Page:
This week in Washington, D.C., we honored National Police Week, an opportunity to pay tribute to the law enforcement officers who have lost their lives in the line of duty. I took to the Senate floor to recognize a fallen law enforcement officer, North Las Vegas Detective Chad Parque, who tragically passed away after his vehicle was struck head-on earlier this year. He served our state with passion and dignity, and we will never forget his sacrifice or many contributions to the community.

While there is nothing we can do to bring back those who have died in the line of duty, I’m committed to doing everything I can at the federal level to prevent it from happening to one more officer and one more family. For example, earlier this week, I introduced the Back The Blue Act—legislation designed to increase the penalties for criminals who intentionally target law enforcement officers and provide new tools for officers to protect themselves. The bill is also designed to expand opportunities to use grant funding to promote trust and improve relations between law enforcement and the communities they serve.

Each day, our law enforcement officers put themselves at risk to protect our families and our communities. Their courage, selflessness, and commitment to serve is a reflection of what makes this country so great. And it’s important we recognize that.

This month, we also celebrate members of our Armed Forces, and as a senior member of the Senate Veterans’ Affairs Committee, I’m fighting to ensure that they are taken care of when they come home.

As some of you may know, the VA Choice Program is not working for Nevada. During a recent Senate Veterans’ Affairs Committee hearing, I highlighted the Choice Program’s failure to provide quality care to Nevada’s veterans, in particular those who rely on the William Bee Ririe Hospital in Ely, Nevada. While we secured a crucial contract extension that will help the hundreds of veterans in this rural community, we still need a permanent solution.

This week, the debate over Yucca Mountain continued here in Washington and once again I am the only Republican Senator standing between this Administration and Yucca Mountain.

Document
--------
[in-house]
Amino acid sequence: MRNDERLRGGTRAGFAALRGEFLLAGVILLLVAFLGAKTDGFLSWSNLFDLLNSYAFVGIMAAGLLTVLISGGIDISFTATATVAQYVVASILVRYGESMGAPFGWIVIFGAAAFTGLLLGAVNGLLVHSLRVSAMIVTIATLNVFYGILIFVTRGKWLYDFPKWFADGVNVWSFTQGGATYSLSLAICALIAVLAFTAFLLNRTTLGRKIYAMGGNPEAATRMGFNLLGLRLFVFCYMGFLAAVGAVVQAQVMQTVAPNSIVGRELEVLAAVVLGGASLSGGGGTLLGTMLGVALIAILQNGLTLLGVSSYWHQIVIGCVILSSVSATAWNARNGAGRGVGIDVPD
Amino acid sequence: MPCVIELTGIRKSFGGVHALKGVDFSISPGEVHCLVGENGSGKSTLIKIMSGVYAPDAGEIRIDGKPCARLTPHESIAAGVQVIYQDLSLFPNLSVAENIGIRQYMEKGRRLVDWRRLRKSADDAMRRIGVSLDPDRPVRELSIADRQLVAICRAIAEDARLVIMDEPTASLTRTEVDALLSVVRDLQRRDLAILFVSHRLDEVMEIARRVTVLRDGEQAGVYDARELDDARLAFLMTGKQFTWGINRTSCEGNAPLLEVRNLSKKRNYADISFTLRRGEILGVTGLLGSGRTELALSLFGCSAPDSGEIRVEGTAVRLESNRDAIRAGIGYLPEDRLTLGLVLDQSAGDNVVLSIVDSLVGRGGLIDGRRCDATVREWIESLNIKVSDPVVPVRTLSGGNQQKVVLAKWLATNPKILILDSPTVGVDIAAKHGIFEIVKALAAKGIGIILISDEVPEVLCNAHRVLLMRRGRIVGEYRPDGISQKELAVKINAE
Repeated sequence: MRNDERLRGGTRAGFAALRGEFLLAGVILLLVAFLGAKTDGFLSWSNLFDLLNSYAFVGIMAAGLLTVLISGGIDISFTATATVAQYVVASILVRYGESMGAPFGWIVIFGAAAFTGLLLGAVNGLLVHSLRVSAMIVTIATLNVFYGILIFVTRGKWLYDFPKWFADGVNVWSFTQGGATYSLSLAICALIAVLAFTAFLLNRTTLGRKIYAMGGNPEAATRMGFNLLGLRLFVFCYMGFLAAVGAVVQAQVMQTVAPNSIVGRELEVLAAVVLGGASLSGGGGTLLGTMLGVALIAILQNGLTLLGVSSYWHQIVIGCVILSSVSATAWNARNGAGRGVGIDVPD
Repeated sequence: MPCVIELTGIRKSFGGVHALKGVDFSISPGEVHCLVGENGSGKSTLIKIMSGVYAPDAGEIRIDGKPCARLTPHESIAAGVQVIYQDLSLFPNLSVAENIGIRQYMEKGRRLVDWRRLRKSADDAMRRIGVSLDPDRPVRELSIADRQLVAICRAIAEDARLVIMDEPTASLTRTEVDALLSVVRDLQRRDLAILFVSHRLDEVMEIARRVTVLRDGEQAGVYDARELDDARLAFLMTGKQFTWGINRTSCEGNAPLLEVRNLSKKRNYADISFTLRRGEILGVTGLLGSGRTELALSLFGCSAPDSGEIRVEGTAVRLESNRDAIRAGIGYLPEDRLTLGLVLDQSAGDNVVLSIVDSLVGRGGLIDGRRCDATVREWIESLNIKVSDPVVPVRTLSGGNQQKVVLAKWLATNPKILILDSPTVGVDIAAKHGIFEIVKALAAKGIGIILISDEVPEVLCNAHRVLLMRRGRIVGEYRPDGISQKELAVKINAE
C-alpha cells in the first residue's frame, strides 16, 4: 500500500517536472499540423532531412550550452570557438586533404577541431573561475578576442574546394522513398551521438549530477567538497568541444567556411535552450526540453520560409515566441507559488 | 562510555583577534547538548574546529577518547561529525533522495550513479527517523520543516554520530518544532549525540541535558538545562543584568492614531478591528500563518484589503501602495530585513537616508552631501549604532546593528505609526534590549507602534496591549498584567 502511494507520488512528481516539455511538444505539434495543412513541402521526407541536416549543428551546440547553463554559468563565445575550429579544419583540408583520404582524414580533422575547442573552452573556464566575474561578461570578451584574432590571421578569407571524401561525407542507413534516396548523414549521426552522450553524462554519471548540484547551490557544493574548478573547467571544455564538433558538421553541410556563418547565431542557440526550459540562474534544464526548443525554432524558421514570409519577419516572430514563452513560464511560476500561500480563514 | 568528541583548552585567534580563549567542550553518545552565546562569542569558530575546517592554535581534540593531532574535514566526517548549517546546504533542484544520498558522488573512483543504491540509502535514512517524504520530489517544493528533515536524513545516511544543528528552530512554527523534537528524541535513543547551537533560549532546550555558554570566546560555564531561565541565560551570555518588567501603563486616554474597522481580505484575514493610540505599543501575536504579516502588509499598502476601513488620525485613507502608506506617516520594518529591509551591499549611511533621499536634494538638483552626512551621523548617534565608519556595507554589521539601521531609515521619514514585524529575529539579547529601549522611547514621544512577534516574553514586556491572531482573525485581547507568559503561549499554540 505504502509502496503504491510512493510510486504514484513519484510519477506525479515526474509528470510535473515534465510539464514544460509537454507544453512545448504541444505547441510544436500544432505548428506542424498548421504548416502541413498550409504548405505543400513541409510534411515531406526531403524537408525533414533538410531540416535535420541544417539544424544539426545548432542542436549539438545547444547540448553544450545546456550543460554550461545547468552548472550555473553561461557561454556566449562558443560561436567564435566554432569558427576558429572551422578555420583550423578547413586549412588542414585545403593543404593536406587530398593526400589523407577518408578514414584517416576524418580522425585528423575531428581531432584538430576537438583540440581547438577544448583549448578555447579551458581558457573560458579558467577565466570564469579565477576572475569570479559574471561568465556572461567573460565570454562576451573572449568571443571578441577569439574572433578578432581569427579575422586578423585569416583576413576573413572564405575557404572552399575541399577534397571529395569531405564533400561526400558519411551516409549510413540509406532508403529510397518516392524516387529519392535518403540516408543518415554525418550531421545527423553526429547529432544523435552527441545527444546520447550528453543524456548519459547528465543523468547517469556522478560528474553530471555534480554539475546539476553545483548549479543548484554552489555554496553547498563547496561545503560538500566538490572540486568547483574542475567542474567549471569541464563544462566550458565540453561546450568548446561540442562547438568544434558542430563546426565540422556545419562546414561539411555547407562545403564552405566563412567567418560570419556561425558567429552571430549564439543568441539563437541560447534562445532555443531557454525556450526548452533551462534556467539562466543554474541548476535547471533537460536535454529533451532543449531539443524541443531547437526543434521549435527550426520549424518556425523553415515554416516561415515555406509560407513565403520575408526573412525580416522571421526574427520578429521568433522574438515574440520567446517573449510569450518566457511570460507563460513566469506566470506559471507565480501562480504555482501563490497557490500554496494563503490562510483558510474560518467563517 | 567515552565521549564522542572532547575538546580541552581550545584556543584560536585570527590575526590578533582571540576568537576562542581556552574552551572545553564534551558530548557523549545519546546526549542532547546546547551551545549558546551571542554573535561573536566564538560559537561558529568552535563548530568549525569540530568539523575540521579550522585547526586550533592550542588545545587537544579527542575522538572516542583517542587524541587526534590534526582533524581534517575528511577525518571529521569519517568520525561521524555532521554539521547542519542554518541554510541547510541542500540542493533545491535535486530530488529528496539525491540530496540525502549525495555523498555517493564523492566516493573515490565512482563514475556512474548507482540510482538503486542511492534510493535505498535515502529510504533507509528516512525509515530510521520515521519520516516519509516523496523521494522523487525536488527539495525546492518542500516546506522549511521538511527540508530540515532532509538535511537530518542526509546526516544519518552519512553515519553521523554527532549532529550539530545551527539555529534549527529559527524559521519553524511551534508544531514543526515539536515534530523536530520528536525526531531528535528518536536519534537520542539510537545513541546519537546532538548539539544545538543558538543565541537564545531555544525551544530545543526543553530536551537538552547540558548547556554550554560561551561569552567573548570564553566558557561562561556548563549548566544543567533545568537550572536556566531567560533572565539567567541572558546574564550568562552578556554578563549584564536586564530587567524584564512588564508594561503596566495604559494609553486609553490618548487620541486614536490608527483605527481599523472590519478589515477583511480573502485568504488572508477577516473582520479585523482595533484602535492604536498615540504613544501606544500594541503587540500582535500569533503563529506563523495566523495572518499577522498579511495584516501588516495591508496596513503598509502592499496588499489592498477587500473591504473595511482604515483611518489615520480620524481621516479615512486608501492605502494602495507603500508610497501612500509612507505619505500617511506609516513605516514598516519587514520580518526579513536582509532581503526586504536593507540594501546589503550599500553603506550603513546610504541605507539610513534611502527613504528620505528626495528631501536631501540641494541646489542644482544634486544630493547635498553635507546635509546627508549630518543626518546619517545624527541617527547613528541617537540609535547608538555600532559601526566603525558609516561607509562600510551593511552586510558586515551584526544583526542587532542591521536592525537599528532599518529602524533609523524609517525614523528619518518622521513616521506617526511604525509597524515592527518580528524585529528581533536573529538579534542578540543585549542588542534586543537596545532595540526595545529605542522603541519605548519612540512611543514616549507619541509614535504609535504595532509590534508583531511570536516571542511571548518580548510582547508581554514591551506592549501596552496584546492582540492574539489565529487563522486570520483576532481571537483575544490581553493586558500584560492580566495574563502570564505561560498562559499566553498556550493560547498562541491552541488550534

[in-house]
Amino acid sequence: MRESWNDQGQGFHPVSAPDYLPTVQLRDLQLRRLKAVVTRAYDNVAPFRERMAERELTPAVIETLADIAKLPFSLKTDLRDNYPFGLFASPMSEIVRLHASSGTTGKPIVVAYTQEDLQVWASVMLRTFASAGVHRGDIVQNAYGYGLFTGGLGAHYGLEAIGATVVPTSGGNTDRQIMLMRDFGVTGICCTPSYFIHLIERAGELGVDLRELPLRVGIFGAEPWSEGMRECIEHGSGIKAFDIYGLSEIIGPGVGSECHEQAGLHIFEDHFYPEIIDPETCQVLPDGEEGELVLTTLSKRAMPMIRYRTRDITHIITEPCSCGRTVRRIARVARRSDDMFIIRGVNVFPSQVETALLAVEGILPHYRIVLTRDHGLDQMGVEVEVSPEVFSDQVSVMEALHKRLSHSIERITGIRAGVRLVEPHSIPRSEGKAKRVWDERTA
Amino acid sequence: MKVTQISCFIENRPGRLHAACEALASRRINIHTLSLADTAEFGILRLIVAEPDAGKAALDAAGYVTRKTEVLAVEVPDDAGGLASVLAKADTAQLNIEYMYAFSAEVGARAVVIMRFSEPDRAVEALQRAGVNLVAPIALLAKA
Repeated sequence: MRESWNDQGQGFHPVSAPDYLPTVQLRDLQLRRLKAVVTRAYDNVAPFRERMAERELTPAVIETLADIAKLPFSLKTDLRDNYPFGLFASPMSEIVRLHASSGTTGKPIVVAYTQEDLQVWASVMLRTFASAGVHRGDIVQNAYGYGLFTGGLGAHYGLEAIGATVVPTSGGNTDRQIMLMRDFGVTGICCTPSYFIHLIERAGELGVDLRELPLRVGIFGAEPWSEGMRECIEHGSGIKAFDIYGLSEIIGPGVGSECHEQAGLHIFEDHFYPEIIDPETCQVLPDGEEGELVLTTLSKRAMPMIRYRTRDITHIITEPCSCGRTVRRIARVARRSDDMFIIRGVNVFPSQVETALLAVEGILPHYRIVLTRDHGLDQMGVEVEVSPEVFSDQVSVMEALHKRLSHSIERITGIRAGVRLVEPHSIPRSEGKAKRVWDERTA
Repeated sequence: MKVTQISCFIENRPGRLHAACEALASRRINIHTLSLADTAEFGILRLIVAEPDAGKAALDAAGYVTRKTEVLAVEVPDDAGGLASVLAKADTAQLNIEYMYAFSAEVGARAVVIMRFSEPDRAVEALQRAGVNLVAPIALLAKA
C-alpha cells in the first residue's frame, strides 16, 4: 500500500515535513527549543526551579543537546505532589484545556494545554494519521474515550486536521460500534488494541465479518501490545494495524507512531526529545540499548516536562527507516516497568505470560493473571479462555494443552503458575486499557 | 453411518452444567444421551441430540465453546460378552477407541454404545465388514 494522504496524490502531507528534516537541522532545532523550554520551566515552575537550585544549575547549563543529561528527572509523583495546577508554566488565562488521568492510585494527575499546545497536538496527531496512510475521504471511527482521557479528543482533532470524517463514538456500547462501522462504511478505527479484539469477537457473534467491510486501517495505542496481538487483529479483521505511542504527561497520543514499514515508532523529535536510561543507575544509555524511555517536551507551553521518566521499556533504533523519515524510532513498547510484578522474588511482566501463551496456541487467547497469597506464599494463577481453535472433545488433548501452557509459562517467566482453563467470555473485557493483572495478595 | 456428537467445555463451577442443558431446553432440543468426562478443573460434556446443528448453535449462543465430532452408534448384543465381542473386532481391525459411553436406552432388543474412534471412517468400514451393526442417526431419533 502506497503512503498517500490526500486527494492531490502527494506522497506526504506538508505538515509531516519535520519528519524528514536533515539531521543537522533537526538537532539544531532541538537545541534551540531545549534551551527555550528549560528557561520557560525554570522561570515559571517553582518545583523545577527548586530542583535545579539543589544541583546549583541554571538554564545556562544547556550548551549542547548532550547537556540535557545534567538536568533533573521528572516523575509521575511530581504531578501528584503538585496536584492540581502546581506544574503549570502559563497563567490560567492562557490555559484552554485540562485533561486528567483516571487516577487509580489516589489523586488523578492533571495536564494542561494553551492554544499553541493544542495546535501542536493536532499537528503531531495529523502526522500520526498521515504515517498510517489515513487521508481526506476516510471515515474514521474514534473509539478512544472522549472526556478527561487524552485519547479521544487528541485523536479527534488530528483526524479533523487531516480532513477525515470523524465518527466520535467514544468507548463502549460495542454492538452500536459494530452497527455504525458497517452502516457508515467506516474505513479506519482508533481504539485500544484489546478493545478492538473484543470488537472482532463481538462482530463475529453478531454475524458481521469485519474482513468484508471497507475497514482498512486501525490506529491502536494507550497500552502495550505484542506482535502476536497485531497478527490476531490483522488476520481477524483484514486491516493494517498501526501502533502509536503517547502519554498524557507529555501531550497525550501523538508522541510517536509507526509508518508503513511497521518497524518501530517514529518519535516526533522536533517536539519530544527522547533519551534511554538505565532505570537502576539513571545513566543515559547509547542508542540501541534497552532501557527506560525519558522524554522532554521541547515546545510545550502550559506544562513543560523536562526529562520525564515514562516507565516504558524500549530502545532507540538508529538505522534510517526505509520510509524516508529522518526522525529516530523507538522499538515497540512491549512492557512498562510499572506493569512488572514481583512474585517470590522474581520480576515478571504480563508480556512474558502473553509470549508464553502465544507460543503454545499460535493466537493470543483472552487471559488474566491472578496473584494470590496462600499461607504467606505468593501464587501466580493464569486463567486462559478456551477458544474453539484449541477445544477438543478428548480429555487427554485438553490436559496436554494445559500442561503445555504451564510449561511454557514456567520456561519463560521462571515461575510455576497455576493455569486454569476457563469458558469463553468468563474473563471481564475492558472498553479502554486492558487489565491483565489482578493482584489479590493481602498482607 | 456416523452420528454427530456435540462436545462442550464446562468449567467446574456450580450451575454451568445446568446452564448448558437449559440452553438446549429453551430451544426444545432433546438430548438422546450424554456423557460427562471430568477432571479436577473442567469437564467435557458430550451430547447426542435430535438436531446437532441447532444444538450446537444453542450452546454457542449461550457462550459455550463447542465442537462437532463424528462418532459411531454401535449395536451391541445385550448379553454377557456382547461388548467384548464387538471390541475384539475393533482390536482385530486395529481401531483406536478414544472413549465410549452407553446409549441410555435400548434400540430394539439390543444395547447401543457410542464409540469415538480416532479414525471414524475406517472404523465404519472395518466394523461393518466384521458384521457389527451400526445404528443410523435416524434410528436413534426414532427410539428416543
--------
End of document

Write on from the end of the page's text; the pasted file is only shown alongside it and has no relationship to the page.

There are many reasons why Yucca Mountain should not be revived, but this week I focused on how it could not only put Nevadans at risk, but all Americans. On Thursday, I spoke on the U.S. Senate floor about transporting nuclear waste from nuclear power plants around the country to Yucca Mountain and the threat the currently proposed transportation routes pose to millions of Americans. According to the Department of Energy, between 10 and 12 million people live within the radiological region of influence for routine shipments or within one-half mile of these rail and highway routes.

Throughout the week, I met with several Nevadans to discuss important issues like health care, public lands, and the housing market. As always, I believe that your feedback is critical, and I appreciate the opportunity to hear your concerns and ideas for solutions to the challenges we’re facing in Nevada.

My commitment remains the same for supporting any idea: if it’s good for Nevada, I will support it, and if it’s not, I will oppose it. That’s why I have no problem working with Democrats and Republicans to do what’s right for our state.

In closing, I encourage you to visit my social media pages and stay up to date on my work in Nevada and Washington. As always, let us know how we can be of help.

 


In the News

VIDEO: Yucca Mountain Endangers the Entire Country

Click here or above to watch

Earlier this week, I sat down with the Desert Research Institute to talk about flooding in Nevada and my support for funding to help our state recover

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Senator Dean Heller
324 Hart Senate Office Building Washington, DC 20510

Phone: 202-224-6244
Fax: 202-228-6753